Our study was interrupted by a couple of the boys in question, Sirius and Peter, who almost tripped over Charlotte’s chair as they hurried through the common room. “Hurry up, Prongs,” Sirius shouted over his shoulder. “You’re going to miss all the fun!”
“Give me a minute, Padfoot,” came James’ voice from somewhere up the boys’ staircase. “I can’t get the Cloak out. And you can’t deny we need that.”
“Well make it snappy,” said Sirius, who was now standing by the portrait hole looking impatient. “He’ll already be there, we’re late!” And he stood there tapping his foot, his arms folded, Peter standing with him looking a little nervous, until James appeared on the stairs. “About bloody time,” Sirius went on irritably.
“Yeah, yeah,” said James, his head turning abruptly as he realised Lily was nearby. “I’m coming.” And when he reached the portrait hole all three of them climbed through and disappeared somewhere into the castle.
Martha looked at us. “What was that all about?” she asked. “Late for what?”
I shrugged. “Beats me. And I didn’t see any evidence of whatever it is James was looking for.”
“Well, they won’t be out too long,” Charlotte said reasonably. “It’s well after curfew, they’re bound to get caught.” She paused. “Maybe that’s why Remus wasn’t with them, he didn’t want to be part of whatever it is they’re doing.”
Mary shook her head. “Nae, he wen’ hame fer th’ weekend,” she told us. “Summit t’ dae wi’ tha’ rabbit o’ his. I hear’ James an’ Sirius gabbin’ aboot it afore th’ Muggle Studies exam.” Remus apparently had a pet rabbit that for whatever reason couldn’t be controlled by his parents, and three or four times a year or so he had to go home to deal with it. We had all found it a little odd to begin with but after five years no one even commented on it any more. The rabbit did however have a rather nasty reputation and an apparently fierce temper, and James, Sirius and Peter even referred to it as Remus’ ‘furry little problem’ as though, like Voldemort, using its proper name would unleash its wrath upon us all.
Lily shook her head. “Bad timing, right in the middle of OWLs like that,” she said. “He won’t be too impressed having his revision interrupted.”
Charlotte grinned. “Though at least he’s missing out on whatever they’ve got planned for tonight. Maybe they did that deliberately, waiting till he was away so he wouldn’t try to stop them.”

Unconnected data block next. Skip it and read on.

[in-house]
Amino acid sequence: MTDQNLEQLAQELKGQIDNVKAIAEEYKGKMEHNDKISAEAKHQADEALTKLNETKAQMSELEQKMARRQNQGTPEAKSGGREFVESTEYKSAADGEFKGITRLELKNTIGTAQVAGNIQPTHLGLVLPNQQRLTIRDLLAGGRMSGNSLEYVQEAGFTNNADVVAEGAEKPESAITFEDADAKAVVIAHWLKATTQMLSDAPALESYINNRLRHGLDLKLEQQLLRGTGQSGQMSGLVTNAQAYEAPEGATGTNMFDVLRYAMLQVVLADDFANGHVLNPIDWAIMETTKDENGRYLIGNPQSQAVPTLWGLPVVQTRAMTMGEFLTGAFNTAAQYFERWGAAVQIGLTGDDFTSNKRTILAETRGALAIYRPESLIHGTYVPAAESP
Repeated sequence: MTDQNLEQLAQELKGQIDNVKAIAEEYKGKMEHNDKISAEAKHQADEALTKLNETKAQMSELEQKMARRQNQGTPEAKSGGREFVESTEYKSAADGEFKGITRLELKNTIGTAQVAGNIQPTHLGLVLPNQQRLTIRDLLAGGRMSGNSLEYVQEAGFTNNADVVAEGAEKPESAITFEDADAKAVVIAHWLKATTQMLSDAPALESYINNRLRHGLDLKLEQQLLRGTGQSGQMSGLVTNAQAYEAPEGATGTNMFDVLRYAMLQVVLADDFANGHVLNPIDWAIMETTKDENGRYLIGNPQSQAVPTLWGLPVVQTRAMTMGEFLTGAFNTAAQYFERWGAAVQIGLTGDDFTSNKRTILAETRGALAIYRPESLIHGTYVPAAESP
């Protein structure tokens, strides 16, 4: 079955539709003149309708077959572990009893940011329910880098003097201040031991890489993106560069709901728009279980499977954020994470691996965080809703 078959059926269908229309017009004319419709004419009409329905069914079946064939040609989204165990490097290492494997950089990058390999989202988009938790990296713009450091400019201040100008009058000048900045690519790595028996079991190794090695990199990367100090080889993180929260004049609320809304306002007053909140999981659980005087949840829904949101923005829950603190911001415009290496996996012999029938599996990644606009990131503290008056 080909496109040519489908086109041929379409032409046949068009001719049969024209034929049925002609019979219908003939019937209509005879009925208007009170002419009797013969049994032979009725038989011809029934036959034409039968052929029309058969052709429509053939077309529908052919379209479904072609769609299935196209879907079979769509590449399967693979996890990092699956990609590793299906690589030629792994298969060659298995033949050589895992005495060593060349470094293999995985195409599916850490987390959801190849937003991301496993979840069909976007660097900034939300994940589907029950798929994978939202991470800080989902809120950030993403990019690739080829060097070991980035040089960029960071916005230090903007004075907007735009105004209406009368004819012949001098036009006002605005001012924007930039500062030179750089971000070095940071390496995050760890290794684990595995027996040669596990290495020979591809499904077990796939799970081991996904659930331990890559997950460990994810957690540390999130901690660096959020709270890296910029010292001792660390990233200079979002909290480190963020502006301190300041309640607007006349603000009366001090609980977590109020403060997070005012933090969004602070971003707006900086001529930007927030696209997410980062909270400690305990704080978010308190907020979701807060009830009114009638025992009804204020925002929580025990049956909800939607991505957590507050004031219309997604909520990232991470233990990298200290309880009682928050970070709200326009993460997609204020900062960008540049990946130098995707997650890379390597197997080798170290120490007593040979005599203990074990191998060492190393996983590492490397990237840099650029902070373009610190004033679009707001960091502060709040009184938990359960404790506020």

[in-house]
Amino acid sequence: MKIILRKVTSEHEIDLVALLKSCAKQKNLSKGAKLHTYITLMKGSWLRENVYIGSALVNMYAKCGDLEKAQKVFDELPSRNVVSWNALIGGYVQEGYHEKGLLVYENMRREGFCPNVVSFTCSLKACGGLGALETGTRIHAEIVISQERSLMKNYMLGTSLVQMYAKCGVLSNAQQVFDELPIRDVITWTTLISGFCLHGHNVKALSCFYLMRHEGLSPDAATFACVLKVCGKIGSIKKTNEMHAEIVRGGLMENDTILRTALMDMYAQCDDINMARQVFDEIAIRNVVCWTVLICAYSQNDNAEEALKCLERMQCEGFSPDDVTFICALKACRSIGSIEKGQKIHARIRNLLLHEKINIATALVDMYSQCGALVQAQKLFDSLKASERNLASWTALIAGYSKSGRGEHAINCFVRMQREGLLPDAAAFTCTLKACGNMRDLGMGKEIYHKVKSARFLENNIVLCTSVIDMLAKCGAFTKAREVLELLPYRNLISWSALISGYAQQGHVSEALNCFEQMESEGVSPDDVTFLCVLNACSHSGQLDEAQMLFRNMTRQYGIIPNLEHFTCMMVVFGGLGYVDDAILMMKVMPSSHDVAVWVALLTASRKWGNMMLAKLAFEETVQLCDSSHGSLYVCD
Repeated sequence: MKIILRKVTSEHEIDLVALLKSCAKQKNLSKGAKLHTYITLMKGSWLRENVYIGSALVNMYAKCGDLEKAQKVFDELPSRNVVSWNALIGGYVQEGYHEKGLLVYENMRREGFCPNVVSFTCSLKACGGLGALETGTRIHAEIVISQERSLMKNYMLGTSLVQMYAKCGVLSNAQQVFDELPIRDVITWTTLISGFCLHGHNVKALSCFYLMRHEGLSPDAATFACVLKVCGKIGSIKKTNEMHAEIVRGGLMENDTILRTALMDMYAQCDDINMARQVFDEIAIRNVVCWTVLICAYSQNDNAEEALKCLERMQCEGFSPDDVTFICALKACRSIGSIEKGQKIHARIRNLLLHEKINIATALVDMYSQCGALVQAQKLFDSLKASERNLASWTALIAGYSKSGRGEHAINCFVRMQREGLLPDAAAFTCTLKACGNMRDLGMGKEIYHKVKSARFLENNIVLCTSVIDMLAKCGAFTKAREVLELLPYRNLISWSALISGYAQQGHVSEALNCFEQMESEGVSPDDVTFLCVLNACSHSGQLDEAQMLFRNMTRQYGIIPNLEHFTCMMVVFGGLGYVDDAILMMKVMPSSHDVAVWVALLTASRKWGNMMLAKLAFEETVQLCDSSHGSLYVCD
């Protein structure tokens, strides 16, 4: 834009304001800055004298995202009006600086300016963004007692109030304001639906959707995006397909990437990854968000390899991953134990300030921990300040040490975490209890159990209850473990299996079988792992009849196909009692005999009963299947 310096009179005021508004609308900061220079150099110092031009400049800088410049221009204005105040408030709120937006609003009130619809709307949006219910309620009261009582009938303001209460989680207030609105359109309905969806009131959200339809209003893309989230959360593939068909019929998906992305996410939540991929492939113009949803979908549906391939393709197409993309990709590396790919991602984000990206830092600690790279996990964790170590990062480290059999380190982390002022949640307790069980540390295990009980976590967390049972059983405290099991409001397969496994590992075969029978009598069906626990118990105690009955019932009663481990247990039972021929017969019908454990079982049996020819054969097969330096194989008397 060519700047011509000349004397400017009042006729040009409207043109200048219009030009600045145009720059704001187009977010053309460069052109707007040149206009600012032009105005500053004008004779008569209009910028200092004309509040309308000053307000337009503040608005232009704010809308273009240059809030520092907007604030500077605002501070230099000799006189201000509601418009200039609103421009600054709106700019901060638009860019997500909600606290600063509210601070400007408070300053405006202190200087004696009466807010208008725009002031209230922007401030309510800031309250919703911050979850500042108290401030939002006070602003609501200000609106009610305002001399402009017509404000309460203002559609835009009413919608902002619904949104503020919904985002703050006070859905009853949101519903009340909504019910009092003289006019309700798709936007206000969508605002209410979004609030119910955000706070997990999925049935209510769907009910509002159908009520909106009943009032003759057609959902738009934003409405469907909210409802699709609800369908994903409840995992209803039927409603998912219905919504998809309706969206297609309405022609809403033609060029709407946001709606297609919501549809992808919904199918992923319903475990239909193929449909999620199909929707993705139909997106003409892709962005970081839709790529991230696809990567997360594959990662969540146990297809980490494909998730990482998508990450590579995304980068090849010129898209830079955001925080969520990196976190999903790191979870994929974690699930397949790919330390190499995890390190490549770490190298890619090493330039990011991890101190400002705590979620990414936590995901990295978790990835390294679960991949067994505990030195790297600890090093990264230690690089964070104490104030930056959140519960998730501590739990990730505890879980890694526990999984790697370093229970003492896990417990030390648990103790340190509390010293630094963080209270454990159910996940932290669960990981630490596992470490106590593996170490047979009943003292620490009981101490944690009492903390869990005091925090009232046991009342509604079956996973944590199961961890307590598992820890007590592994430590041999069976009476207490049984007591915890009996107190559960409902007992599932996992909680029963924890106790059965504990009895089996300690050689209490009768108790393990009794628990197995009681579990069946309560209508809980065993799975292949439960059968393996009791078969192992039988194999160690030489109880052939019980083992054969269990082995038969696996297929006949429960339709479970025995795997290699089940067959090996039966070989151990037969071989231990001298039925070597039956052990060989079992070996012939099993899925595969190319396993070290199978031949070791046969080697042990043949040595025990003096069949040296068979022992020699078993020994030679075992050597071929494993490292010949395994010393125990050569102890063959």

Martha giggled. “I dread to think what they’re up to,” she said. “Though I suppose we’ll know all about it soon enough.”
I nodded. “Yeah, us and the rest of the school. Let’s face it, they’re not exactly subtle with their pranks, are they?”
“Or mature,” Mary agreed.
“I couldn’t agree more,” said Lily. “And speaking of maturity – or lack of it – what are those nicknames?” Her voice was heavy with exaggerated exasperation and I had the impression she’d been dying to bring this up for weeks.
Charlotte nodded. “And which one belongs to who?”
“James is Prongs,” Lily said promptly, then she paused. “I think.”
Martha laughed, her blue eyes twinkling. “Well, I think we can guess where that one came from.”
“Mind out of the gutter, if you please,” Lily said sternly, though she was smiling.
“Is it that high?” asked Charlotte with a giggle. “I thought it was in the sewer.”
“Oh, come on,” said Martha. “Think of who we’re talking about. What in the name of Merlin makes you think that their thought processes are any cleaner than mine?”
Mary laughed. “While ye hae a poin’, Martha,” she said, “think aboot it. Prongs.” She emphasised the ‘s’ sound. “Exac’ly hoo many dae ye think he has?”
“Doesn’t say much for Peter, though, does it?” I giggled. “They’re calling him Wormtail, right?”
“Can’t say I’m surprised, though,” said Martha through the general laughter. “He doesn’t exactly inspire much confidence in his masculinity, does he?” She waved her little finger in the air mischievously and Lily laughed so hard she almost fell off her chair.
“Wha’ are th’ ither two?” asked Mary. “Moody, is tha’ richt?”
“Moony,” corrected Charlotte, colouring a little. “That’s Remus. And something foot is Sirius.”
“Padfoot,” said Lily, who had recovered herself somewhat, though her cheeks were still rather pink. “I’ve got no idea where that comes from. I wouldn’t necessarily call him light on his feet.”